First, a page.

This was my great-grandpa Vick’s favorite holiday cookie and is probably mine too. As a kid, I liked helping with this one because it involves beating up on some candy canes. I guess I still like doing that.

Linking with 
Gallery of Favorites 
(Cookie Exchange)

Food On Friday: Christmas Favorites @ Carole's Chatter

Chewy Chocolate Cookies
rom Ms. enPlace

1 ¼ c butter or margarine, softened
2 c sugar
2 eggs
2 c all purpose flour
¾ c cocoa powder
1 tsp baking soda
2 tsp vanilla (or 1 tsp vanilla and 1 tsp almond extract)
1 c chopped nuts (optional)

Preheat oven to 350. Cream butter and sugar in a large bowl. Add eggs and vanilla; blend well. Combine flour, cocoa, baking soda. Blend into creamed mixture. Stir in nuts, if desired. Drop by teaspoon onto ungreased baking sheet (insulated sheets do not work well for these cookies). Bake at 350 for 8-9 minutes. Do not overbake. Cookies will be soft. They will puff during baking and flatten upon cooling. Cool on baking sheet for 1 minute, then remove to racks to cool completely. Makes about 4.5 dozen.

Set up your ingredients. Be sure to let the butter soften.

Cream the butter and sugar then add eggs and vanilla (or vanilla and almond extracts).

Work on the dry ingredients. Mix flour, cocoa, and baking soda.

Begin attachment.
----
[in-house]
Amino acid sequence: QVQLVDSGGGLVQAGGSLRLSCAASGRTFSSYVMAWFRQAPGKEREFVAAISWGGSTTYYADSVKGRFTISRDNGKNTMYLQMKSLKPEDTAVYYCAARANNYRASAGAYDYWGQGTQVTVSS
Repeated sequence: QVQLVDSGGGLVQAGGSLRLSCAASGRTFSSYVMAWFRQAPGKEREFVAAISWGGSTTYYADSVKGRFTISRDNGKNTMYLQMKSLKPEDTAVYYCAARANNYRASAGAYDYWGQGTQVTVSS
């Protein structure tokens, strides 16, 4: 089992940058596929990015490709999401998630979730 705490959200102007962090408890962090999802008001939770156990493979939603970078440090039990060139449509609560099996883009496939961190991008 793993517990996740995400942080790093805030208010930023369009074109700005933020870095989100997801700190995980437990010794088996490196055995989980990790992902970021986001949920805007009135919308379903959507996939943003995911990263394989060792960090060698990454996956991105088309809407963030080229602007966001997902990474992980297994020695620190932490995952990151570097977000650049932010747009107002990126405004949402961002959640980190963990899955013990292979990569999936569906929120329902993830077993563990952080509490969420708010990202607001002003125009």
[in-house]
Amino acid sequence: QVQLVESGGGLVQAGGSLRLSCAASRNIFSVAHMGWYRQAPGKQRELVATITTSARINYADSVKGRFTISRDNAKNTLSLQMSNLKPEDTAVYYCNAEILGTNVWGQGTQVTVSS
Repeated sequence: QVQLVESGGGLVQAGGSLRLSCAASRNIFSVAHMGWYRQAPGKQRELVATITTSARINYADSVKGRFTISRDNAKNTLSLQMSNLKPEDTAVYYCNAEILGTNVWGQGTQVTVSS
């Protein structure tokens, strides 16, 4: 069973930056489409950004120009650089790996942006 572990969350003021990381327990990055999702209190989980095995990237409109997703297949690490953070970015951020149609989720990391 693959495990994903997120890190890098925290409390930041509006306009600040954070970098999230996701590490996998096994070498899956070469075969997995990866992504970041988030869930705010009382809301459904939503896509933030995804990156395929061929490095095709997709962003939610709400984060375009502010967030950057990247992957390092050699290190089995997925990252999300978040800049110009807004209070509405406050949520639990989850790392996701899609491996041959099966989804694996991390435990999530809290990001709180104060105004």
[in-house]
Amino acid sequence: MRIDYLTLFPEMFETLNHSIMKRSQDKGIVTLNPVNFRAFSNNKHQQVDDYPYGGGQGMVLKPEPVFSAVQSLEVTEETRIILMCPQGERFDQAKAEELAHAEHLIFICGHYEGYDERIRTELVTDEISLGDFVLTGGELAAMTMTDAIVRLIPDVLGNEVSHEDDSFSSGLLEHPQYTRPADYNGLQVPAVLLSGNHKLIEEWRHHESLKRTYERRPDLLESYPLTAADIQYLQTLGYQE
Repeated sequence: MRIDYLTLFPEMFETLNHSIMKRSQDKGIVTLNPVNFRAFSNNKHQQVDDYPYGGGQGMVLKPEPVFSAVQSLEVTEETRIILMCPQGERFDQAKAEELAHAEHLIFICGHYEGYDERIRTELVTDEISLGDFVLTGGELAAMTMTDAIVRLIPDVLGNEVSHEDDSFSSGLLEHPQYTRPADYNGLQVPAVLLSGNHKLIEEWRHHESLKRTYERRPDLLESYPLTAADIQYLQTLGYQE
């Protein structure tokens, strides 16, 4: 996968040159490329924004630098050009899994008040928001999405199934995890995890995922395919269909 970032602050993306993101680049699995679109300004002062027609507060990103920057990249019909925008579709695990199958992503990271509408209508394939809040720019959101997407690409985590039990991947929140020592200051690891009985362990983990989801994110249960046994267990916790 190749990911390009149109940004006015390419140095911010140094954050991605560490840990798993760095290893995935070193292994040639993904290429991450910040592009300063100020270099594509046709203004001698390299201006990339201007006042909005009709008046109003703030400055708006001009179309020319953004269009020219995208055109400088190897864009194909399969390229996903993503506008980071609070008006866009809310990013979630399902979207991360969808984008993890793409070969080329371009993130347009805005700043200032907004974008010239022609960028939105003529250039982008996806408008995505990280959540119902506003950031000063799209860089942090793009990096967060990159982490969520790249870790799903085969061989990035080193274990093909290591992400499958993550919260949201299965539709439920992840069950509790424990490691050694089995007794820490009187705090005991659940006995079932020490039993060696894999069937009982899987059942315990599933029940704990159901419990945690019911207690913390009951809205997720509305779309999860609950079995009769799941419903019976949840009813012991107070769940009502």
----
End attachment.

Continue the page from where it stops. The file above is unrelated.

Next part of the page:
At this point, add nuts if you want. Because these cookies are best fresh-baked, I like to divide the dough and refrigerate or freeze for another day.

Drop by teaspoonfuls on a baking sheet. Bake at 350 for 8-9 minutes. Cool for 1 minute before removing. The cookies will be very soft right out of the oven.

Have at 'em!

Peppermint Sticks
from Ms. enPlace

2 cups all purpose flour
1 cup sugar
1 cup butter or margarine, softened
1 egg, separated
1 tsp vanilla
1 (6 oz) package chocolate chips (I use semi-sweet)
1/2 cup (heaping) crushed peppermint (about 9 large candy canes)

Preheat oven to 350. Combine flour, sugar, butter, egg yolk, and vanilla in a large bowl. Stir in chocolate chips. Press dough into an ungreased 15x10" pan. It will seem like there isn't enough, but it will cover the pan. Beat egg white until frothy and brush over dough. Sprinkle with crushed peppermint. Bake at 350 for 25-30 minutes, or until golden brown. Cool slightly, then cut into bars. Important: don’t cool completely before cutting--the peppermint candy will set and make cutting difficult.

What you'll need...
Crush the candy canes. I like to use a rolling pin. Notice the double bagging. Good idea unless you want a kitchen full of candy cane confetti.

Start making the dough by mixing flour, sugar, butter (softened first), egg yolk, and vanilla.
Stir in chocolate chips.
Place dough on a baking sheet and press until it covers the pan. Don't worry--it will cover the pan. I like to line my pans with foil because they are old and scratched. Hear that, Santa?
Beat the egg white until it is foamy. Brush over dough.
Sprinkle surface with crushed candy canes. Bake at 350 for 25-30 minutes.
Cool slightly, but not completely (maybe 15 minutes) before cutting.
No, it's not pizza.


  1. Yum! Another goodie for Food on Friday. Thanks, Michelle

  2. Both your cookie recipes sound wonderful! I loved reading your post, with the wonderful family memories you shared. The 'cookie fight' really made me smile :)